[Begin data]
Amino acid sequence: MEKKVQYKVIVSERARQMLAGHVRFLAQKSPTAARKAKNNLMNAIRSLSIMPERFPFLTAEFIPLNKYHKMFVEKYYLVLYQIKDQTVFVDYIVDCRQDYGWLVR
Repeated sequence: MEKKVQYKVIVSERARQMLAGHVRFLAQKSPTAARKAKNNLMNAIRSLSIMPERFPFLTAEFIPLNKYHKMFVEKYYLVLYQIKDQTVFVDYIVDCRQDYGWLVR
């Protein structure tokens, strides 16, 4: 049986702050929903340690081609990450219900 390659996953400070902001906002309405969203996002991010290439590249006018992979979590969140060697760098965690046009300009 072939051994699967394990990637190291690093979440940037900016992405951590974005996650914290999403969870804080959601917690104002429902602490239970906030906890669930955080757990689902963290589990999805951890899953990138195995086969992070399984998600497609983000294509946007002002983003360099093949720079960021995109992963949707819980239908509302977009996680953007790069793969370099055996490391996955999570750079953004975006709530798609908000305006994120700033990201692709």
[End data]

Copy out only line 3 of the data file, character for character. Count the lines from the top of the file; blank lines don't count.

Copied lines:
């Protein structure tokens, strides 16, 4: 049986702050929903340690081609990450219900 390659996953400070902001906002309405969203996002991010290439590249006018992979979590969140060697760098965690046009300009 072939051994699967394990990637190291690093979440940037900016992405951590974005996650914290999403969870804080959601917690104002429902602490239970906030906890669930955080757990689902963290589990999805951890899953990138195995086969992070399984998600497609983000294509946007002002983003360099093949720079960021995109992963949707819980239908509302977009996680953007790069793969370099055996490391996955999570750079953004975006709530798609908000305006994120700033990201692709």